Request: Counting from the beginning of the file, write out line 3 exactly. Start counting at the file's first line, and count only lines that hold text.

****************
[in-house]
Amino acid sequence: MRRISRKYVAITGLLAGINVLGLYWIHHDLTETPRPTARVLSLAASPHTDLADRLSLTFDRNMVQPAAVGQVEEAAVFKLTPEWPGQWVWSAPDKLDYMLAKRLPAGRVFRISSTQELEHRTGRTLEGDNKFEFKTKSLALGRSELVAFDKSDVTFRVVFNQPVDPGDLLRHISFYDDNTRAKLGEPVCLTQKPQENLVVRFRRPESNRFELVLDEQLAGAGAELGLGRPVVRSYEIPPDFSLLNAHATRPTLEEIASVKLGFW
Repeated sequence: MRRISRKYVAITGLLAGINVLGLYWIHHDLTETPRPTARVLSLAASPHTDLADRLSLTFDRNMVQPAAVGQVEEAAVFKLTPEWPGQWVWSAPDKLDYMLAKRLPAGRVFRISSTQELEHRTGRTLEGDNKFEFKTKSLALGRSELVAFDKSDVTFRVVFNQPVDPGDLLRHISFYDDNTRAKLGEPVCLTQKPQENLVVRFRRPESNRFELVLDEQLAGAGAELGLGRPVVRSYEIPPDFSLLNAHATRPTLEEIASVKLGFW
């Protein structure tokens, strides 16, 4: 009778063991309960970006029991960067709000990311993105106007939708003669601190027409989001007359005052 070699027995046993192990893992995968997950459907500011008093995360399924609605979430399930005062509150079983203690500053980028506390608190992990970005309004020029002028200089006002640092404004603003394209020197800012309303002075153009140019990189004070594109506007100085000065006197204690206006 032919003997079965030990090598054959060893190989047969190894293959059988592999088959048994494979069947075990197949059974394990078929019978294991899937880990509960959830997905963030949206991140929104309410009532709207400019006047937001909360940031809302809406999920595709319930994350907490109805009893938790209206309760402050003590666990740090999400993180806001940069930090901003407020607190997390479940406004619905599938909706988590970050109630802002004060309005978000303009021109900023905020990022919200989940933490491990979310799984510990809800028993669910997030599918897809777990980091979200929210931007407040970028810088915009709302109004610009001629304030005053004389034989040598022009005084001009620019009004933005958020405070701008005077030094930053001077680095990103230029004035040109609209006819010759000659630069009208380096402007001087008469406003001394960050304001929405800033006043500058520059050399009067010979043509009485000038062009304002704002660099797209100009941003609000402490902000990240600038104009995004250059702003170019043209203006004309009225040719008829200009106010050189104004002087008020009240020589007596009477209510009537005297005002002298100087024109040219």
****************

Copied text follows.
Repeated sequence: MRRISRKYVAITGLLAGINVLGLYWIHHDLTETPRPTARVLSLAASPHTDLADRLSLTFDRNMVQPAAVGQVEEAAVFKLTPEWPGQWVWSAPDKLDYMLAKRLPAGRVFRISSTQELEHRTGRTLEGDNKFEFKTKSLALGRSELVAFDKSDVTFRVVFNQPVDPGDLLRHISFYDDNTRAKLGEPVCLTQKPQENLVVRFRRPESNRFELVLDEQLAGAGAELGLGRPVVRSYEIPPDFSLLNAHATRPTLEEIASVKLGFW